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"If you want some accessible but informative insight into football then I suggest you couldn't do better than the Political Economy of Football website, which is not only intelligible but comes with the added bonus of being written by Addicks fan Wyn Grant."
Ben Hayes - Charlton Athletic programme

Football Governance

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Football and gambling

Views can differ about the harshness of the punishment on Joey Barton for breaking betting rules for players which effectively sent him into early retirement.   However, a bigger issue is the whole relationship between football and the betting industry.

Half of Premier League clubs have gambling firms as shirt sponsors and most of them have gambling partners.

China cracks down on foreign players

China has cut the number of foreign players allowed to play in each football match from four to three per team, although five will be allowed in the match day squad (one has to be Asian).   There will also have to be one Chinese player under 23 on the pitch.

Mascotgate

The Football Association is to take no action against Watford mascot Harry the Hornet who executed a mocking dive in front of Crystal Palace's Wilfrid Zaha.   Palace manager Sam Allardyce,already aggrieved that Zaha had been booked for simulation, complained that the mascot was 'out of order'.

In fact there have been far worse incidents involving mascots.   Robbie the Bobby from Bury was sent off three times in 2001, twice for mooning at opposition fans and once for pulling the ears off the rabbit mascot of Peterborough United.

Football League restructuring scrapped

Plans for a restructuring of the Football League into a five league, 100-team competition have been scrapped after talks with the Football Association broke down.   The FA was not prepared to move FA Cup games to create more weekend slots for matches.

The plans were unpopular with the non-league system which would have lost its leading clubs.  Clubs might have found it difficult to financially sustain league membership.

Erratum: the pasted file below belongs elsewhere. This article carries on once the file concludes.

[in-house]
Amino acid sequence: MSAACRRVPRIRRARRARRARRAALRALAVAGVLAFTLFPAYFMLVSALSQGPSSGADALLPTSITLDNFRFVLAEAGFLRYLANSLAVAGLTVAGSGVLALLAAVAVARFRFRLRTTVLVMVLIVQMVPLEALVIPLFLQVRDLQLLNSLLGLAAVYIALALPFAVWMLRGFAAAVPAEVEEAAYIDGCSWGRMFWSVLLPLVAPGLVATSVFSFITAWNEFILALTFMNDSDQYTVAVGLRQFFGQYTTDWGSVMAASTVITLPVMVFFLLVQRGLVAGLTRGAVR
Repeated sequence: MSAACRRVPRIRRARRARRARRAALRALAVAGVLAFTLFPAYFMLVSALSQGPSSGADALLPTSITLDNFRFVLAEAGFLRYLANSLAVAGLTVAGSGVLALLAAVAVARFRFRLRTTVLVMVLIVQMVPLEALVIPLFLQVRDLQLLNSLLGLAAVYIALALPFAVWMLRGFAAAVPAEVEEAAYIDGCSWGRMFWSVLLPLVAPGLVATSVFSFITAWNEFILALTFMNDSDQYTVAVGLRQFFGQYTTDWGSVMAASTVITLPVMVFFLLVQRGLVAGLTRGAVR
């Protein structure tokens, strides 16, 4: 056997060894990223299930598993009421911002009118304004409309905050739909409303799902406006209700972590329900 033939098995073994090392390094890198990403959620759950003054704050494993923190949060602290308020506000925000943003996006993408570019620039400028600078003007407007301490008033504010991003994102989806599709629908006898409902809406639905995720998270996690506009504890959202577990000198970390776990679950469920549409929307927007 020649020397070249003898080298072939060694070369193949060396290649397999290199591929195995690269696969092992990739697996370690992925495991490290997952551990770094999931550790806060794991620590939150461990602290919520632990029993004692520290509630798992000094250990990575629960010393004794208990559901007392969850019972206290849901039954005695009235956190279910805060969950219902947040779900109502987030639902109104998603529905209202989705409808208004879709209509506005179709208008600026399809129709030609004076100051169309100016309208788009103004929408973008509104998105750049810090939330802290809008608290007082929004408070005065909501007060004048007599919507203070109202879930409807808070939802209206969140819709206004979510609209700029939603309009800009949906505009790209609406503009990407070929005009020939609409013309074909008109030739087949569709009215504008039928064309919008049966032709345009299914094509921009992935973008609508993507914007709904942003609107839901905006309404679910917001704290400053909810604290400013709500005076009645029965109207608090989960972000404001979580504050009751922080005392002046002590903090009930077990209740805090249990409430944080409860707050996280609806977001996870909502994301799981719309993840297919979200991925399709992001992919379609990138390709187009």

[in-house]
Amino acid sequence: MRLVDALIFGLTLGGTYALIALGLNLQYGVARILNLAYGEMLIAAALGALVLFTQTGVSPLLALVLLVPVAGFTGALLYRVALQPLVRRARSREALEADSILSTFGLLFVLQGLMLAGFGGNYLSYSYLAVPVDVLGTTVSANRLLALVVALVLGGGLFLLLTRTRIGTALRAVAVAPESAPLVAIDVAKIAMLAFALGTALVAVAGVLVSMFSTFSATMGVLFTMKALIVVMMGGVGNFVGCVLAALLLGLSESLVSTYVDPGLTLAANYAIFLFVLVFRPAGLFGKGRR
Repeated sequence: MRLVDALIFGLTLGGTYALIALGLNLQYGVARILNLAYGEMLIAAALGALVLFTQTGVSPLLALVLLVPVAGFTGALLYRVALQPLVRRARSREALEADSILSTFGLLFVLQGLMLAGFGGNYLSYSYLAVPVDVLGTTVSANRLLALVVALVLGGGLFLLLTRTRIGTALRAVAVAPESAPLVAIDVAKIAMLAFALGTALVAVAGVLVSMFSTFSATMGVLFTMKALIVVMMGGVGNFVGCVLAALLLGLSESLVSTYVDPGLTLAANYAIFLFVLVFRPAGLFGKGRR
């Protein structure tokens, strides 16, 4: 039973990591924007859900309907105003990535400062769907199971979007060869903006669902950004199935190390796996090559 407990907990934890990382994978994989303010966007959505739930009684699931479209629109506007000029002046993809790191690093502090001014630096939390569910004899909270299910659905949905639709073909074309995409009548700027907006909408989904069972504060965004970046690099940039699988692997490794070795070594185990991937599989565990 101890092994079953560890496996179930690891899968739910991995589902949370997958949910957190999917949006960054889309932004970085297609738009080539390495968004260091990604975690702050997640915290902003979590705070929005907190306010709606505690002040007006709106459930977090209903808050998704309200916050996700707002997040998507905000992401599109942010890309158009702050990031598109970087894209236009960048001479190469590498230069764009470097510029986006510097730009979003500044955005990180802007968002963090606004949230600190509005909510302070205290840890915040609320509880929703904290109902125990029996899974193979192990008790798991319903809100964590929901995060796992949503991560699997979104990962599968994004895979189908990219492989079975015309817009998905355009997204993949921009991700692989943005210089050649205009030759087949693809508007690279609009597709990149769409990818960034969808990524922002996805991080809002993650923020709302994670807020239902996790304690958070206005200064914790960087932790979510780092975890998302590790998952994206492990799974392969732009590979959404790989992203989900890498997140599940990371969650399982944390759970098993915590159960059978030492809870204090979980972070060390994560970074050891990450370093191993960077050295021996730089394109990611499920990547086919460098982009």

Getting round the rules

One can devise rules to restrict external investment in football clubs, but it is also possible to find ways of getting round them.   That is what the German Bundesliga has found.

RB Leipzig are currently second in the top German league.   They are sponsored by Red Bull, the energy drinks manufacturer, and play at the Red Bull Arena.   They are affiliated to New York Red Bulls and Red Bull Salzburg, the Austrian champions, both of whom play at grounds called the Red Bull Arena.

Football game takes Brexit on board

The latest version of the popular game Football Manager has been adjusted to take account of the possible consequences of Brexit.   Three main alternative scenarios have been built into the game.

The case for radical reform

This blog essay from Speri at the University of Sheffield sees 3rd party ownership of players as highlighing the issues that arise from the intertwining of football and capitalism.  It says that the transfer system does not redistribute resources between clubs, although that is not really its purpose.

Growing antagonism between owners and fans

Growing anatgonism between owners and fans is examined in this blog contribution with reference to the cases of Blackpool, Blackburn Rovers, Charlton Athletic and Coventry City.

In the case of Charlton it is ironic that fans have been referred to as 'customers' by the chief executive, yet there seems to be no concept of good customer relations beyond a series of gimmicks.

Five shady practices common in football

The Financial Times has identified five shady practices which it claims are common in English football.  It says that football's short termism, where players' careers are short and vulnerable to serious injury and where managers know they can be fired at any moment, may create the conditions for corruption.

Dual representation refers to a situation where an agent acts for both the player and the buying or selling club.   This conflict of interest is not against FA rules.   It means that the player does not have to pay the agent out of his own pocket.

Agents call for return of regulation

Football agents have called for the return of regulation of their activities.   This may sound like turkeys voting for an early Christmas, but they fear further damage to their already poor reputation.

The Association of Football Agents says that deregulation has created a system 'open to manipulation and abuse', calling for the Football Association to introduce a stricter licensing regime.